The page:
use of cellular telephones in automobile crashes (Redelmeier and Tibshirani, 1997). Case-crossover studies control for variability in individual characteristics and are uniquely capable of identifying transient risk factors.
Researchers also employ ecologic study designs in which the investigator does not assign the exposure and in which the unit of analysis is a group rather than the individual subject. Injury epidemiologists frequently utilize ecologic designs to evaluate laws and regulations. These natural experiments allow comparisons of jurisdictions with a law to those without it, for example, comparing firearm fatality rates in two cities with different firearm laws (e.g., Sloan et al. ); other times, a single jurisdiction after a law has taken effect is compared to the same jurisdiction before the law (time-series design). Time-series designs may use simple before-and-after comparisons, such as comparing fatal motor vehicle crash rates among young people before and after the passage of a law lowering the legal blood alcohol level for young drivers (e.g., Hingson et al. ), but can also incorporate approaches that account for background secular trends. Interpretation of ecologic studies is difficult because, in addition to controlling all the normal sources of bias, researchers must also deal with ecologic bias and the failure of ecologic analyses to account for the distribution of confounders at the individual level.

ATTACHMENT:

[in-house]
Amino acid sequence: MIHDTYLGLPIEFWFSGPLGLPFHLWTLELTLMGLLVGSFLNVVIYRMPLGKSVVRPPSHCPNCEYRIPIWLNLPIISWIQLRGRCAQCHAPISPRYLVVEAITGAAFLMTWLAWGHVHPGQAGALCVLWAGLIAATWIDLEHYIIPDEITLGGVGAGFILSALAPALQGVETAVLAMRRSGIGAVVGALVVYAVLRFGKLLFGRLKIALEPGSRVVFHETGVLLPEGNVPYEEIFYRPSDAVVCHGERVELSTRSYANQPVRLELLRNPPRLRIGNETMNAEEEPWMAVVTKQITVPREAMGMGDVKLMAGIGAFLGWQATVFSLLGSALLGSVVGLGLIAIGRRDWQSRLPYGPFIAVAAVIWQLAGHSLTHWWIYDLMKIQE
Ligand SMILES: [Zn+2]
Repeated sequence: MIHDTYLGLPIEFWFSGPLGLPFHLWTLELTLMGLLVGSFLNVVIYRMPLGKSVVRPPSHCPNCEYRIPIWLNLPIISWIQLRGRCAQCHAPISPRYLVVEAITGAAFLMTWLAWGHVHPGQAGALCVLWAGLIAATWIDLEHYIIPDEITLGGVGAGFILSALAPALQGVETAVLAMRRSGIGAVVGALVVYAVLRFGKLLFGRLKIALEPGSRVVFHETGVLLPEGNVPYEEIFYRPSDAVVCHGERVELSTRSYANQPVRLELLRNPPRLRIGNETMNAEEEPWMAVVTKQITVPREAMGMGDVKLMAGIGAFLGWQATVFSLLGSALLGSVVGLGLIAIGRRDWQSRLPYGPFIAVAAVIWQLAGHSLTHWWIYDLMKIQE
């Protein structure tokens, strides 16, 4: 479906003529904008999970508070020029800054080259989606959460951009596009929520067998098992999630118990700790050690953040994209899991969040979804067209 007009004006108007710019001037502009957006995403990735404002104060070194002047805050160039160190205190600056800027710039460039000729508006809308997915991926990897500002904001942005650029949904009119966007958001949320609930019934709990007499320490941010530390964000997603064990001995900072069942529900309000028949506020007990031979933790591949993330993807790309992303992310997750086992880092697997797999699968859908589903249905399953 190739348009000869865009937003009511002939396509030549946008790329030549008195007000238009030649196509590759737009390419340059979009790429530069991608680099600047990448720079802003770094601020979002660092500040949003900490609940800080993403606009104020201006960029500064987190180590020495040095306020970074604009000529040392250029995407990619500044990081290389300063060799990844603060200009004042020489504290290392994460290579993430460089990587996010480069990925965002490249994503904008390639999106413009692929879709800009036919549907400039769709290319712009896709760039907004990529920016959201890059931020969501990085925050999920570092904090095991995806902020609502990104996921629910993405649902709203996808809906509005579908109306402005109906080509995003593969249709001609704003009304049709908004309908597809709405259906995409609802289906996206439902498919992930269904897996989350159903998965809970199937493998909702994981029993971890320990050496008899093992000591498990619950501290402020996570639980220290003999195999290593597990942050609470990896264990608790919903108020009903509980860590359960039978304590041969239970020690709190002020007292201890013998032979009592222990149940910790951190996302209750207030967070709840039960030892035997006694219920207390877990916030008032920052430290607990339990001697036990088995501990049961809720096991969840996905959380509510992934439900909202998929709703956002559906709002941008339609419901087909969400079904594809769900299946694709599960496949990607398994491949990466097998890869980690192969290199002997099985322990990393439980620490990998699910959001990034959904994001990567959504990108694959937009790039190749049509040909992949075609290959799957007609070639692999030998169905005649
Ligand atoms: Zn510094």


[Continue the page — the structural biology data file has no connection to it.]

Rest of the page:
Finally, case studies are a traditional research design that have yielded important advances in understanding causes of injury but frequently are misused. Case studies are vital when attempting to elucidate the physical mechanisms for excessive energy transmission. For example, the mechanisms by which occupants are injured during motor vehicle crashes were determined by thorough case investigations. However, case studies can be used only to ascertain directly observable proximate causes of injury. One common misuse of case studies is for study of risk factors for injury that are not directly observable, particularly indirect human factors such as fatigue or alcohol. Studies with comparison groups are the only scientifically valid method of quantifying the extent to which indirect risk factors contribute to injury causation.
The committee strongly recommends the utilization of rigorous analytical methods in injury research. Collaborations between research centers are critical for assembling populations and cohort groups necessary for conducting large-scale randomized controlled trials, cohort studies, and case-control studies.
There is a dearth of funding for research training in injury prevention, except for occupational injuries. Although the latter is supported by the National Institute for Occupational Safety and Health (NIOSH), a unit of the Centers for Disease Control and Prevention with a long-standing commitment to pre- and